Apparently the Chinese can now read and they've figured out that the best way to defend against a pre-emptive attack is pre-emptively. You launch a pre-emptive attack as they're massing for their pre-emptive attack on you. I realize the logic of that is as bizarre as it is obvious but, c'est la guerre. The Chinese have also figured out that America's aircraft carriers can be sunk and that stealth fighters work just as well, if not better, in defence than they can ever work offensively. That's why China has two stealth warplanes flying - just like the United States.
Turns out the Americans can read too and they've figured out that their chances of a successful first strike on China are a lot more wobbly than they first believed. So now they're toying with the idea of using swarms of nano-bots to attack the Chinese.
From China to Iran, the nations that the U.S.'s famous Air Sea Battle concept appears tailor made to fight, are equipping themselves with advanced Russian-designed radars and surface to air missiles that threaten to shoot down all but the most advanced stealth aircraft. These countries are also investing in anti ship and ballistic missiles that are designed to keep an adversaries ships and especially aircraft carriers far from their shores. One of the traditional responses to overcoming such weapons is to build fast, long-range, high-flying, stealthy aircraft capable of evading these threats. Today, at the massive drone conference going on in Washington, we heard a new, wilder idea.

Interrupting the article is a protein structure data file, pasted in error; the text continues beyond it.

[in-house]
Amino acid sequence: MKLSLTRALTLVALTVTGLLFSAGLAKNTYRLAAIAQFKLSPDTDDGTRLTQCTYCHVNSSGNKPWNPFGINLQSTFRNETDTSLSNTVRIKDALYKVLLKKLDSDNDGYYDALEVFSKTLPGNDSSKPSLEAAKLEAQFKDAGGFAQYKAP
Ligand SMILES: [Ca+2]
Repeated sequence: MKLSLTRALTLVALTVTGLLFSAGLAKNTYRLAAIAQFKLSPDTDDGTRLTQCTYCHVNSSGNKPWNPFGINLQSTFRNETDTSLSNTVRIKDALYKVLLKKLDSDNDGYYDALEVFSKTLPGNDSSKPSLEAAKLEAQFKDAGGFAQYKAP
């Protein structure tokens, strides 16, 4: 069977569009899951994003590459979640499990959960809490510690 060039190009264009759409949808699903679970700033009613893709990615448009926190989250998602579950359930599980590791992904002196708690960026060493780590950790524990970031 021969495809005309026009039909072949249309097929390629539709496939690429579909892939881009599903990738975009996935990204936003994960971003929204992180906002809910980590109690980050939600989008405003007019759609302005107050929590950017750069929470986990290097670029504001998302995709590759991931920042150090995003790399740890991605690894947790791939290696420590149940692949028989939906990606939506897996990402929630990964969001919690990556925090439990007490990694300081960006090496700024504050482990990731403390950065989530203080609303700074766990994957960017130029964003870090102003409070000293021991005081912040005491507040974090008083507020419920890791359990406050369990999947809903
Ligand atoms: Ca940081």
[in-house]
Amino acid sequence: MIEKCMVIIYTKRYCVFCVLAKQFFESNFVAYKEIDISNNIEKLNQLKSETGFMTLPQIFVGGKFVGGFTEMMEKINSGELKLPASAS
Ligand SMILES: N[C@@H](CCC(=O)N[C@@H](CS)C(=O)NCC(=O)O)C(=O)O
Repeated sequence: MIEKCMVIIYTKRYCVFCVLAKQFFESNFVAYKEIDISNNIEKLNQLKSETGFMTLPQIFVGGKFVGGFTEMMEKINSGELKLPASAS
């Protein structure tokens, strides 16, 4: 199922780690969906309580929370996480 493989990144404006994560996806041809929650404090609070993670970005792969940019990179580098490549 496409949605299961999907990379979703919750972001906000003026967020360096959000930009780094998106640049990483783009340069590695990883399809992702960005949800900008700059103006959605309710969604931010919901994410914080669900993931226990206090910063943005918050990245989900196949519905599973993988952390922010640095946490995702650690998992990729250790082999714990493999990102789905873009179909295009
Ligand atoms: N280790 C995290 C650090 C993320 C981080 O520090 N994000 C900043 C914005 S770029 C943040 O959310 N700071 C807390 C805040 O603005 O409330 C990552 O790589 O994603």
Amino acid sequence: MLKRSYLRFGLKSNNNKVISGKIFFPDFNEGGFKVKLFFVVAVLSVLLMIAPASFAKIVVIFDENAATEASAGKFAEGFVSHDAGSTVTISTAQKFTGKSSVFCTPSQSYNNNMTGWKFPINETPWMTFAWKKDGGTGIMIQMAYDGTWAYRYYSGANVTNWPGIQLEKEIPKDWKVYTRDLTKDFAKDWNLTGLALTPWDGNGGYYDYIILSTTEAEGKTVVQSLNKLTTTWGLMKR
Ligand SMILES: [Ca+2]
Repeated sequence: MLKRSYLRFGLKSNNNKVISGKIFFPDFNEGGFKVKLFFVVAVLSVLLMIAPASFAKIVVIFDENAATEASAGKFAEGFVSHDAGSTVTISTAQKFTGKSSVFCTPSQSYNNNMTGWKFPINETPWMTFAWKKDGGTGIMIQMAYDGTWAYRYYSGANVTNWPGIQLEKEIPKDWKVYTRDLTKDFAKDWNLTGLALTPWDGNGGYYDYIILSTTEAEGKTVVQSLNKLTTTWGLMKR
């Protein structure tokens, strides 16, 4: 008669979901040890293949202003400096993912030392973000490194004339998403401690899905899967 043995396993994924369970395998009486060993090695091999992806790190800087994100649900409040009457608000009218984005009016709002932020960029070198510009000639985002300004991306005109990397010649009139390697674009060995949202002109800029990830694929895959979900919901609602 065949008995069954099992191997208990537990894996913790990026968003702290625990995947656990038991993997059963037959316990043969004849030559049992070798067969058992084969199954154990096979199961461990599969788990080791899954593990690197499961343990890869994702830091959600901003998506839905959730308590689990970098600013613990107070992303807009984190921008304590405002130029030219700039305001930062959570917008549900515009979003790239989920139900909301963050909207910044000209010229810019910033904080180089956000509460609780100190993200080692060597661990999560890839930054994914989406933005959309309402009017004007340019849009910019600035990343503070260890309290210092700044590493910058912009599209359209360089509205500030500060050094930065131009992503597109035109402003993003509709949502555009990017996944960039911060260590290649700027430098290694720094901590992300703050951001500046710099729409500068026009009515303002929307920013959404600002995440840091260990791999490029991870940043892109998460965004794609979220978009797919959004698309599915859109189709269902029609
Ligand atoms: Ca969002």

"As the Air Force is challenged by long ranges [in the Pacific] a nano that is re-chargeable, all the way along the route, is not challenged by distance," said Col. Bill Tart (his callsign is Sweet), the man in charge of figuring out what capabilities the Air Force's drones need. "How in the world are you going to defend against a nano?"
The beauty of long-range drones is that they could come in from any point on an adversary's border, Tart told Killer Apps after his speech.
"You would have to defend everywhere because I have such long range capability," said Tart.
The key to this is making the tiny drones hyper-fuel efficient.
"I've had a lot of people come to me and talk about really interesting [things with] propulsion like fuel cell capabilities, that gives you a lot of range, people are talking about batteries that you can drop off of airplanes" after they run out of juice, thereby lightening the aircraft's load.
But the wildest concept is basically that of a flying iPhone charging dock. The technology allowing drones to refuel other drones in midair is already being tested. Imagine replacing with the hoses and drogues used by gas guzzling planes with cables and plugs.
In case you haven't seen it before, here's a USAF video on "micro air vehicles."